“For some, clowns & mimes are disturbing/annoying – their disingenuousness forces a response from us which we resent having to give.” –Joyce Carol Oates
A luminous powder blue floor and backdrop. Hovering above, a blue-tinted negative image of a forest. Six performers (three men, three women), all wearing the same costume: discolored navy shorts and a blue t-shirt. Their faces are covered in white makeup and their lips are painted red.
Onstage, they fake boxing with their eyes closed, they walk on all fours like animals, the pretend to tap dance while barefoot… We are in a world of imaginary play, where the performers are devoid of emotional complexity, dehumanized, as clowns always are. In Dance and the Lived Body: A Descriptive Aesthetics, Sondra Horton Fraleigh writes,
“The audience perceives [the dancer’s] dance through her movement as it conveys her intentions. In short, they see what she does and see the thought in it – not behind it or before it. If she moves softly, they see softness; if she moves sharply, that is what they see.”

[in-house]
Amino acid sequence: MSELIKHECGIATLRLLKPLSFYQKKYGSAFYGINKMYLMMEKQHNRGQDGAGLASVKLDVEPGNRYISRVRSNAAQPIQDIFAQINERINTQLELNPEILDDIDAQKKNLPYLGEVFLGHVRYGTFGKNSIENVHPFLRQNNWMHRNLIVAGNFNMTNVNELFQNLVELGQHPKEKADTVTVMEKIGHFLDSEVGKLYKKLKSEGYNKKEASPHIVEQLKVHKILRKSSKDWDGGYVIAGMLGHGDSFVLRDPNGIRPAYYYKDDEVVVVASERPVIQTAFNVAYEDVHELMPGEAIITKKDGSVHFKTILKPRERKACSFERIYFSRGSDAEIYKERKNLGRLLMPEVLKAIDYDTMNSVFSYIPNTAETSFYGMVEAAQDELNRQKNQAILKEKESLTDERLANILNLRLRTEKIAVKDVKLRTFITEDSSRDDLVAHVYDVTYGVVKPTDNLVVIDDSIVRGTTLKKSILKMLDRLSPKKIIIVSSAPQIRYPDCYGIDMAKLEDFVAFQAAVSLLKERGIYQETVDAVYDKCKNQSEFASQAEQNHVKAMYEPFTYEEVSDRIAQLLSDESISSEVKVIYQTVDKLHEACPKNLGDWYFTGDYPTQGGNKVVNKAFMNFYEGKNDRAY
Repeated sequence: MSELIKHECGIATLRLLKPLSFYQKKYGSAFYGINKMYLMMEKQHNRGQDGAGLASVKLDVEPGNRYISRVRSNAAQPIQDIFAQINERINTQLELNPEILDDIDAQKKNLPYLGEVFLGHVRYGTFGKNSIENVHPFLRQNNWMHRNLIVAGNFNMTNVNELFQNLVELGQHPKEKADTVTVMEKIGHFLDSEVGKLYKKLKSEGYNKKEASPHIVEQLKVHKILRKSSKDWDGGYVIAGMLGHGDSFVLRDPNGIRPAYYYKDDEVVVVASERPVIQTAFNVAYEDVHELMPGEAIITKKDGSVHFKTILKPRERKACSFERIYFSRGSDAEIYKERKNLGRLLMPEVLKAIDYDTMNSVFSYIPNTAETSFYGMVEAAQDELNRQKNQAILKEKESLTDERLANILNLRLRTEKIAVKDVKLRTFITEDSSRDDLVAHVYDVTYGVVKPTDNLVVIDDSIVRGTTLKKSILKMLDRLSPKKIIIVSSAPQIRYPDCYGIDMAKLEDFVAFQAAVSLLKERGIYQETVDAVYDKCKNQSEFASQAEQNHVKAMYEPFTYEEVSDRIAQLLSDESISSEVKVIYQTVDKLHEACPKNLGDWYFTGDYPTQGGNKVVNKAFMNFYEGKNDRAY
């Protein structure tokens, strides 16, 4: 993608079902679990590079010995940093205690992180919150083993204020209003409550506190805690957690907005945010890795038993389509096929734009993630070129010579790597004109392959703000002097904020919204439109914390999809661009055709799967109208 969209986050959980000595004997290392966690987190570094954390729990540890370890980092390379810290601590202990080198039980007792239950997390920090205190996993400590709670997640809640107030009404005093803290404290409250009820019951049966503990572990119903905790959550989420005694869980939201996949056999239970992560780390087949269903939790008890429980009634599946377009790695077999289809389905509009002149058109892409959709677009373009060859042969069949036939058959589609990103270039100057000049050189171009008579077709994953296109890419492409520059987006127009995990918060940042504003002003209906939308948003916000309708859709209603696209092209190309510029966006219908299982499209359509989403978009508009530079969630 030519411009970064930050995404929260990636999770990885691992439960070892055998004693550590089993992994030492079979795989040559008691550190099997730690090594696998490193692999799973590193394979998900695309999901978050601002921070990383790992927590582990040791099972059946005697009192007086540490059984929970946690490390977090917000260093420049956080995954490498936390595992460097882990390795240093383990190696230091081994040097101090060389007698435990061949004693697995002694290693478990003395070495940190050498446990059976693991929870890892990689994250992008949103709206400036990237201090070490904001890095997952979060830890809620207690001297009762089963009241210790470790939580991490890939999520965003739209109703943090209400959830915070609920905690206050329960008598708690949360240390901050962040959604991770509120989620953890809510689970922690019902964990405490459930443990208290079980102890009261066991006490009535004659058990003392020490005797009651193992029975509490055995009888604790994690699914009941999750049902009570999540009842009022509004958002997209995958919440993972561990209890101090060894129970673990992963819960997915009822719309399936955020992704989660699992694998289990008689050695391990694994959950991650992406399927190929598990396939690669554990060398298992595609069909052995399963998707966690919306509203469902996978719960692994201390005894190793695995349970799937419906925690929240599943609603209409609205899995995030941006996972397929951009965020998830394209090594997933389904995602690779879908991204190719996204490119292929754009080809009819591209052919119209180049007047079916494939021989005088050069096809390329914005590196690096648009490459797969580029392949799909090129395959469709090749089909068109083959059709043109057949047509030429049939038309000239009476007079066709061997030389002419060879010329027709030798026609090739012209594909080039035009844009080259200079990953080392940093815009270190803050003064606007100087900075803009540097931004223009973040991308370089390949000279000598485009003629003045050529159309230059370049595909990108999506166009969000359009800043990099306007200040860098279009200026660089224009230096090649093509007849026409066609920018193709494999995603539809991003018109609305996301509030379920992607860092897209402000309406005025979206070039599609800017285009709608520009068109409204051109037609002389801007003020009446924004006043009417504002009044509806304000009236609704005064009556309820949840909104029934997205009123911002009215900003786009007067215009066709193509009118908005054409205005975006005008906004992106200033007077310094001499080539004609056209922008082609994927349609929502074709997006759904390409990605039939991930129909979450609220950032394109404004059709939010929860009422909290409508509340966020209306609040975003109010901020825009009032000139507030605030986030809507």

In light of this, it is interesting that LOVE is framed as a dance show since this conjunction is never present. Instead, everything the dancers do is fake. Even when they hit each other, it is never enough to actually hurt. When a woman pretends to run away from someone, she remains in the same spot. Given this constant artificiality, LOVE is more intellectual than emotional. One can only assume that the title is ironic.
For the final scene, the picture of trees is lowered until it becomes the backdrop. It is only a signifier for the end since the conclusion is never earned. Each of the tableaux, essentially the same, could be interchanged without affecting the work in any way whatsoever. As such, it is reminiscent of Chris Haring’s Running Sushi, seen last year at Usine C.
As I’m writing this, I come across another quote, this one by Oscar Wilde: “There are two ways of disliking art. One is to dislike it and the other is to like it rationally.”
September 10 & 11 at 8pm
Agora de la danse
Tickets: 28$ / Students or 30 years old and under: 20$